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Luxury rug company flies the flag for Wallonia's textile tradition
Where does Giorgio Armani go when it wants a new rug for its showroom – or IBM when it needs to give its offices and HQ a new look? Step forward Limited Edition, a pioneering rug and floor covering company that’s flying the flag for Wallonia’s textile tradition.
Katia Dewitte founded the Mouscron-based brand in 1992 in her father’s old woodwork shop. “The idea was to offer unique, tailor-made, high-end rugs for private clients, hotels and stores,” she says. While the town was for a long time a hub of the local textile industry, Mouscron’s factories have dwindled of late. Limited Edition keeps this heritage alive. “We want to be able to show our clients where our rugs and flooring products are manufactured and to introduce them to their creators,” says Dewitte.
Besides the traditional jacquard rugs produced on its ultra-hi-tech looms, Limited Edition specialises in hand-tufted rugs. To create them, artisans use special tufting guns to prick strands of wool and other fibres are pricked into a canvas stretched on a frame. The threads that stick out are then chiselled to obtain a pleasing play of textures and reliefs. Designs are drawn from the archive or, for bespoke commissions, elaborated with the help of clients.
To date Limited Edition has produced some 150 collections. In the early days the fashion was for sisal rugs, but its portfolio now includes wool, mohair, bamboo, wildebeest skin, banana fibre and cowhide – this last one a major innovation of the past decade. Designs have up to 15 colours, and can take two years to develop.
In 2004, after five years of research, Dewitte’s brother James founded a sister brand, 2tec2, which creates environmentally friendly woven vinyl and fibreglass flooring. Targeted at companies, its products are available in more than 120 countries.
What began as a one-woman operation specialising in rug edging has, over the decades, morphed into a multi-faceted group employing 190 people – split roughly equally between Limited Edition and 2tec2 – and bringing in €30 million revenue in 2016.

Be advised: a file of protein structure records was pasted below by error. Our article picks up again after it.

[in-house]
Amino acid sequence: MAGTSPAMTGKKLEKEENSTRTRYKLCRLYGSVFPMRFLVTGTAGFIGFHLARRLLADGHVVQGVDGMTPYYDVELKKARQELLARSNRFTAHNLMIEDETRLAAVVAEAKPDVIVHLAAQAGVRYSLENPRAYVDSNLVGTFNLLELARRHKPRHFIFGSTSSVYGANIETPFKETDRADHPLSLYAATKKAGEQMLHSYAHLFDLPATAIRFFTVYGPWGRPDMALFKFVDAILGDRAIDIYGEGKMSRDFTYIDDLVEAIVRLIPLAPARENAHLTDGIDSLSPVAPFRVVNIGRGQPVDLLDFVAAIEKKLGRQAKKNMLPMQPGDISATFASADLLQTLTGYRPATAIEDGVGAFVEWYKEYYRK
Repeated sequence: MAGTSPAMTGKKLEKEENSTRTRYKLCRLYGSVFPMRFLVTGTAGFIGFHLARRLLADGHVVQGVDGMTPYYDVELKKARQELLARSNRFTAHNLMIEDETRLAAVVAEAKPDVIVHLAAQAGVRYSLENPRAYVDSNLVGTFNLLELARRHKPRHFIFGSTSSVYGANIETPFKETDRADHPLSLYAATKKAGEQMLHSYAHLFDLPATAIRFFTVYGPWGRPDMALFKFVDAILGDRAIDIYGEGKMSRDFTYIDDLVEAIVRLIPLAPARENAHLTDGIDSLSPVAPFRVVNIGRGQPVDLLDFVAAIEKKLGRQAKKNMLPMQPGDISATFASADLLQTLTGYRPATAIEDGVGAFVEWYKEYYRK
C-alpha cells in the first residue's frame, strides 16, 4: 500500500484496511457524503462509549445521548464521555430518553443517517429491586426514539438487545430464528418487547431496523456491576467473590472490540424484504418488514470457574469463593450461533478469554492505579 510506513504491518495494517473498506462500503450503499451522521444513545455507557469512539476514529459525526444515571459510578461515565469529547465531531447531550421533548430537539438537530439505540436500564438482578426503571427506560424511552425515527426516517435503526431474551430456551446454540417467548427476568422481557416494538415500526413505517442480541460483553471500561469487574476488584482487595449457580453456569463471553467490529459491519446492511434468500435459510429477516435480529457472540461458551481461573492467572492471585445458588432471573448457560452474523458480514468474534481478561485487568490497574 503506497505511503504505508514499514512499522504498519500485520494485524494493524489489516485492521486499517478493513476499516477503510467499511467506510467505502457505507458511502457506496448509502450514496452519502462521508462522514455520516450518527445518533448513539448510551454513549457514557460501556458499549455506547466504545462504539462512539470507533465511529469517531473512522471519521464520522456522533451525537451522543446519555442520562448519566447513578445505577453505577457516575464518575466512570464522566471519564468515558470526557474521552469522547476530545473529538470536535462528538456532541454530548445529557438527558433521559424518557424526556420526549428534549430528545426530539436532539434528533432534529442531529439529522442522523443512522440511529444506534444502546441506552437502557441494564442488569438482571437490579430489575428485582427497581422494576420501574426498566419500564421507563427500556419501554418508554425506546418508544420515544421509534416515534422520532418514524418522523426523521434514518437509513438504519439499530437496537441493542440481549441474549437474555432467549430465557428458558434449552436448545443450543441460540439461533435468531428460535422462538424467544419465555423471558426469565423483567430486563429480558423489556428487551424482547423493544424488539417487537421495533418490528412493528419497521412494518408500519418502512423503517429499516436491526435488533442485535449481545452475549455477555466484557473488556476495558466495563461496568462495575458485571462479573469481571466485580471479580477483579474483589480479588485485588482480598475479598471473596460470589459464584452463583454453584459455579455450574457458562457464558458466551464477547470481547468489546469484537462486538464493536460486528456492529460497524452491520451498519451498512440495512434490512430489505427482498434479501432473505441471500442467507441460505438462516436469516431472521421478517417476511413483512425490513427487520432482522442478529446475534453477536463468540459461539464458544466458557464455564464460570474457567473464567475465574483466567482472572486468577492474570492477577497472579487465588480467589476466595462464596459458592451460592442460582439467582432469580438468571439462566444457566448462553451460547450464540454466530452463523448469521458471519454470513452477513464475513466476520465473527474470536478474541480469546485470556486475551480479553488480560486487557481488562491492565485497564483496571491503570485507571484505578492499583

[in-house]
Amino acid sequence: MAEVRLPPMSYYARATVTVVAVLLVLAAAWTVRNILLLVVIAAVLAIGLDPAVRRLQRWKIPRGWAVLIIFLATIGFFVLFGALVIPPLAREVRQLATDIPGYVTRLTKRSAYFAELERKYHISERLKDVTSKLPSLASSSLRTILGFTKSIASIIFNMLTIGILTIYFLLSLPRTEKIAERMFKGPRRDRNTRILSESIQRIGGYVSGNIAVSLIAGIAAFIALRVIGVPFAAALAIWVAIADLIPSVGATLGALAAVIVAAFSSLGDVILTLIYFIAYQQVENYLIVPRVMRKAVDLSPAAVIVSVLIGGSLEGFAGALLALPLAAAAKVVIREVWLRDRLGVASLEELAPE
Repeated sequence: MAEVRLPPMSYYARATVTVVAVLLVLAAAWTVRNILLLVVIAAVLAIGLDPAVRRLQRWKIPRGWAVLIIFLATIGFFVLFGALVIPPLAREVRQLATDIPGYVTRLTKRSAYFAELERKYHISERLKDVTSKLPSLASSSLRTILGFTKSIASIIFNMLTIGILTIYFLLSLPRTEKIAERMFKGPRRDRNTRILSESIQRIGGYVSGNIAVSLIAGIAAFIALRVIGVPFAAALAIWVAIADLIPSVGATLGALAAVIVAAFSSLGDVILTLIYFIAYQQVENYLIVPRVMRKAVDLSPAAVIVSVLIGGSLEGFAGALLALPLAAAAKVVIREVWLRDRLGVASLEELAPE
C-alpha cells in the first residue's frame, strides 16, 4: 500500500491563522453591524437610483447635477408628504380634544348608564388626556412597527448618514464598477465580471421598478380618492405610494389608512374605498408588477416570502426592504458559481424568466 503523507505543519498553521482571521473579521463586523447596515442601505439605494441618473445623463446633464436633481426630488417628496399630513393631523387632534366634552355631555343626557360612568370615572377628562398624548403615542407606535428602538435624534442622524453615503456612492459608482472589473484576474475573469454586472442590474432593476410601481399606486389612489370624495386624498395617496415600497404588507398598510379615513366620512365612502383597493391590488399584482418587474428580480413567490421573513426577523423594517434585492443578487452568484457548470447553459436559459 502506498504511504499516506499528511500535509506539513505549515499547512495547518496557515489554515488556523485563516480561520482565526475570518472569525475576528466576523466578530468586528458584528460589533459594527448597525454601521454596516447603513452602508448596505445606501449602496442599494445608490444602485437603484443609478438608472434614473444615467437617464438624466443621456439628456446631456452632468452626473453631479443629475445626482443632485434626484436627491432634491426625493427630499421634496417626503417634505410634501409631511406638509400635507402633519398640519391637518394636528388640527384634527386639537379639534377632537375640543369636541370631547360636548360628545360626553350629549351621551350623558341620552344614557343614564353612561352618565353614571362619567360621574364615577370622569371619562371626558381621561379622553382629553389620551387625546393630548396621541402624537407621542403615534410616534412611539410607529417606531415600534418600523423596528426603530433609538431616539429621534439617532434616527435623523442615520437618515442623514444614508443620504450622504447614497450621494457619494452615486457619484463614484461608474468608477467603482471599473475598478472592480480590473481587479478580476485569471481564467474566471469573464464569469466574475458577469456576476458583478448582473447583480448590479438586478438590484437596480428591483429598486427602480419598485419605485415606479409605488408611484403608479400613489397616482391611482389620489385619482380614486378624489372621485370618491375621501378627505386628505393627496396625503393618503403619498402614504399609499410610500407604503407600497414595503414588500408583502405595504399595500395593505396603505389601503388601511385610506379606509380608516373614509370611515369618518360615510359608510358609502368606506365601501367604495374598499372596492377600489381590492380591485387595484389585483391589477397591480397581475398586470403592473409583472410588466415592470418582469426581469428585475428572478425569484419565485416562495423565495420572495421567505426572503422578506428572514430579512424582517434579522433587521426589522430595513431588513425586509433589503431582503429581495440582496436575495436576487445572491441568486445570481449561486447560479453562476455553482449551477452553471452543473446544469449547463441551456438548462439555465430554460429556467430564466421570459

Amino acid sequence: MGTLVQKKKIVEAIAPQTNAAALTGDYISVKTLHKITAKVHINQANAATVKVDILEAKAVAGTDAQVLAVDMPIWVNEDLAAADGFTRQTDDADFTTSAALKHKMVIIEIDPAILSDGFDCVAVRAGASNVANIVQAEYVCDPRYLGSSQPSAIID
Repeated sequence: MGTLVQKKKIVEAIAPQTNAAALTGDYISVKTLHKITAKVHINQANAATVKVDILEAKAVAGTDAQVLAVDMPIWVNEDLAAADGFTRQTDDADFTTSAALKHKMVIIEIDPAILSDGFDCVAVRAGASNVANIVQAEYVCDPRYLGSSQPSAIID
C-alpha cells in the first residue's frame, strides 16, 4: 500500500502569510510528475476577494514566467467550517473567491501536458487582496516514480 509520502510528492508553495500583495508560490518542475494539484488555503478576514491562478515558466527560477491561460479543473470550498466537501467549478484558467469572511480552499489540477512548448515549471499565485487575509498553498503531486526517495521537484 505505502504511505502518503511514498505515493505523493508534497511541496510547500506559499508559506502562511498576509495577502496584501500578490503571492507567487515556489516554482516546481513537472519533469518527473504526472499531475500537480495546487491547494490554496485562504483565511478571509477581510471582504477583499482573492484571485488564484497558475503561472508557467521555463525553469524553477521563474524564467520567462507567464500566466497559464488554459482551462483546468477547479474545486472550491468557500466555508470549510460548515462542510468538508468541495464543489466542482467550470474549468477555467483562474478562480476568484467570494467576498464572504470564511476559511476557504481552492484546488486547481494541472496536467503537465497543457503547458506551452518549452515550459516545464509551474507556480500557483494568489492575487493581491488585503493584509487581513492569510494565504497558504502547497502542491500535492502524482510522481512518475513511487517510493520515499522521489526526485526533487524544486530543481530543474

“We grew by increasing our market share and acquiring other Belgian companies whose carpet-making expertise would otherwise have disappeared,” explains Dewitte. Those acquisitions include weaving experts Arcade, the veteran New Franco-Belge factory and JM Desseaux Handtuft.
Handily, both 2tec2 and Limited Edition can also call on the services of their own in-house dyeing facility – Superdye dyeworks, a research and development asset that’s unique in Europe. Add in France’s Dreuilhe spinning mill, and the Coverfil mill in Mouscron, also now under its aegis, and the company controls the entire production chain.
Post-production, designs head off to the brand’s Brussels and Paris showrooms, or are exhibited at trade shows like Milan’s Salone del Mobile. With their compelling blend of contemporary aesthetics and timeworn artisanal techniques, they have attracted a starry array of clients worldwide: Armani and Microsoft, Dior, the Musée du Quai Branly in Paris, L’Oréal and LVMH.
Inspiration comes from regular research trips, painting or graphic design and might begin with a building or graphic design work. The 2011 collection Looping developed after a meeting with Dutch textile designer Hélène Dashorst, and drew on nylon boat rigging. More recently, chiming with a show at Antwerp fashion museum MoMu, they teamed up with Dirk Van Saene – one of the Antwerp Six group of designers – on a limited-edition rug inspired by Belgian painter Rik Wouters.
“Our collaborations with artists and designers allow our company and designers to go beyond their limits and continuously raise the bar when it comes to experimentation and never-before-seen innovation,” says Dewitte. “We accept nothing less than perfection,” she adds – an uncompromising stance that’s still paying dividends after 25 years.
This article first appeared in the Wab magazine, autumn 2017